I am very fortunate in that one of my great passions in life, acting, is my job. I was drawn to the theatre as a kid and spent years on stage before launching a film career that continues today.
But even before acting came my deep love for history, especially military history. In the summer of 1977, when I was nine, our family piled into our Dodge station wagon with no air conditioning for a two-week trip that included Gettysburg. I was mesmerized during the two, hot days we wandered the battlefield and that experience forever changed my life.
My wife and I were married in Lexington, her hometown, in 1994. We had just one day for a honeymoon before returning to our Broadway shows in New York, so I suggested we spend it on the Perryville battlefield, site of the biggest, bloodiest Civil War battle in Kentucky. We’re still married, so it worked out.
The Battle of Perryville was fought on a hot, dry day in October 1862, when tens of thousands of soldiers in blue and gray converged on the small crossroads town of Perryville in Boyle County, and over five hours of ferocious fighting, more than 7,600 men were killed, wounded, or captured. The momentous struggle at Perryville and the Union’s strategic victory there would help ensure that Kentucky would remain in Northern hands throughout the rest of the war.
In the years since my wife and I first visited Perryville, the American Battlefield Trust and its partners have made more than a dozen acquisitions of key acreage at the battlefield totaling more than 1,000 acres. During that time, the staff of the Perryville Battlefield State Historic Site and the Friends of Perryville have done an admirable job stewarding the battlefield into a world-class park. A pending acquisition of 128 additional acres of core battlefield land will largely complete the preservation of this important historic site.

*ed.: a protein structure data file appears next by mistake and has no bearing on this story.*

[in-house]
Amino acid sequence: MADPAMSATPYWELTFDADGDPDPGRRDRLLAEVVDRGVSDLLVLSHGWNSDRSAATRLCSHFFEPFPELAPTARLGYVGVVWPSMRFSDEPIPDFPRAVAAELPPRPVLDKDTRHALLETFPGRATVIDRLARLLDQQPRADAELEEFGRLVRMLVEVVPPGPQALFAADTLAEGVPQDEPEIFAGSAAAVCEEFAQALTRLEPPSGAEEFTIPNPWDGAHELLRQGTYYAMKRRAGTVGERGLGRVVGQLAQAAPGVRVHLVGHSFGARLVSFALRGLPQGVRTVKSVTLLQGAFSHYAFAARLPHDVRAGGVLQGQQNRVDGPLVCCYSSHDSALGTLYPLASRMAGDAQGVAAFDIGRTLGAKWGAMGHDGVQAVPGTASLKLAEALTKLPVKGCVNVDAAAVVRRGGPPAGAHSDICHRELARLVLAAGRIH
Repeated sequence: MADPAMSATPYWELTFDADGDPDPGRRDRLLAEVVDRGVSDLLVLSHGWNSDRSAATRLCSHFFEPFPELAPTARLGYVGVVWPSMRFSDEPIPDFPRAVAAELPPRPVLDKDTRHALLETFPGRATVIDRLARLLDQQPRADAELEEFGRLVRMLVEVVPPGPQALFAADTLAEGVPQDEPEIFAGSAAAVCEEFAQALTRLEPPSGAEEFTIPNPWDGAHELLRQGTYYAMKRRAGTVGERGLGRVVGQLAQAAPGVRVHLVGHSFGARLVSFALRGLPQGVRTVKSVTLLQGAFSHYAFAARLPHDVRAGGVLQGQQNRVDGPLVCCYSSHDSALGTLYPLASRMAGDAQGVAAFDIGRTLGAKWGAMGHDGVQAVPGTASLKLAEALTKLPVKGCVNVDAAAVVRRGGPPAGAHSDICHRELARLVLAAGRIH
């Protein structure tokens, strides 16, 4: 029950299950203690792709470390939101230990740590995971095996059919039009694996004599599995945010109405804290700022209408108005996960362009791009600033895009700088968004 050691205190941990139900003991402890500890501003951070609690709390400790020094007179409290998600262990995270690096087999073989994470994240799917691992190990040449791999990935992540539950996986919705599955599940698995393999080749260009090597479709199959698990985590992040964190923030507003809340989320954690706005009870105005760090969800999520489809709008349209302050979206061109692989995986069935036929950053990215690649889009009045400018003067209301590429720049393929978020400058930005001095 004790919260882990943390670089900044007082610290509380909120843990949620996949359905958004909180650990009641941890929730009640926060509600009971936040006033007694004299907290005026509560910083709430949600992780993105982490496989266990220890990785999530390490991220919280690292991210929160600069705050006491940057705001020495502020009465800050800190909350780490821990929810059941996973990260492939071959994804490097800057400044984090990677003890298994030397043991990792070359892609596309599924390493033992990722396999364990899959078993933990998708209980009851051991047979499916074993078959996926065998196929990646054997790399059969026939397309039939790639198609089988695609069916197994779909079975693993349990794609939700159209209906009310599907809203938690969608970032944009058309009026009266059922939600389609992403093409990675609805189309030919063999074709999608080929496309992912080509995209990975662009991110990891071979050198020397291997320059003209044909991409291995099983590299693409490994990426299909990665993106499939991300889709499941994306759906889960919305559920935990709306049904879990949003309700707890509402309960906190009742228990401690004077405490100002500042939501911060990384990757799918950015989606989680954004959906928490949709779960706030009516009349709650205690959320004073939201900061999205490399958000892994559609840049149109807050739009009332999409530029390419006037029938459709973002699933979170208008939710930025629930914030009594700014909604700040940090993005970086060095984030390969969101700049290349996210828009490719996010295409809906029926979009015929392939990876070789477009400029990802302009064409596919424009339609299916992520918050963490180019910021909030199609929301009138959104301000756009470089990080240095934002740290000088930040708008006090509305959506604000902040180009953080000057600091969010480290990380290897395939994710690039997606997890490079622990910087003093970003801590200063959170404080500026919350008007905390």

But more needs to be done. Kentucky is home to 11 battlefields of the Civil War and seven battlefields of the American Revolution. From the frontier outposts of Logan’s Fort and Fort Boonesborough that bore witness to fierce fighting during the War for Independence to other Civil War battlefields such as Mill Springs and Munfordville, Kentucky’s battlefields are an essential part of the rich history of our state and country.
Four of these 18 battlegrounds are already severely fragmented or lost to development. Two-thirds of the acreage at the Revolutionary War battlefields is unprotected. Much of the battlefield land is threatened by growth.
Preserved battlefields honor those who gave “the last full measure” on that hallowed ground. But they do so much more. They are outdoor classrooms that teach students about our state’s history. They preserve open space and protect watersheds and wildlife habitats. The Perryville battlefield, home to numerous rare bird species, has a dedicated “Bird Trail,” for example. Battlefields also boost local economies, generating tourism dollars that help create new jobs and add revenues to local and state governments.
The federal American Battlefield Protection Program has awarded more than $4.8 million in grants to preserve Kentucky battlefields in the past 20 years. But much more is available, and since this competitively awarded funding is made on a 1-to-1 matching basis, states such as Tennessee and Virginia, which have established state battlefield preservation programs, reap a far greater share than Kentucky.
The lack of dedicated state funding for battlefield preservation is a lose-lose situation for Kentucky’s heritage and economy. The Kentucky Heritage Land Conservation Fund has helped preserve several tracts at battlefields in Kentucky including at Perryville, Tebb’s Bend, and Blue Licks, but unfortunately the fund has been hit by budget sweeps in recent years that threaten its ability to continue this work.
As Civil War reenactors gather at Perryville as they do every year for the anniversary of the October 8, 1862, battle, let us do our own part and convince the legislature increase funding for preservation of Kentucky’s battlefields.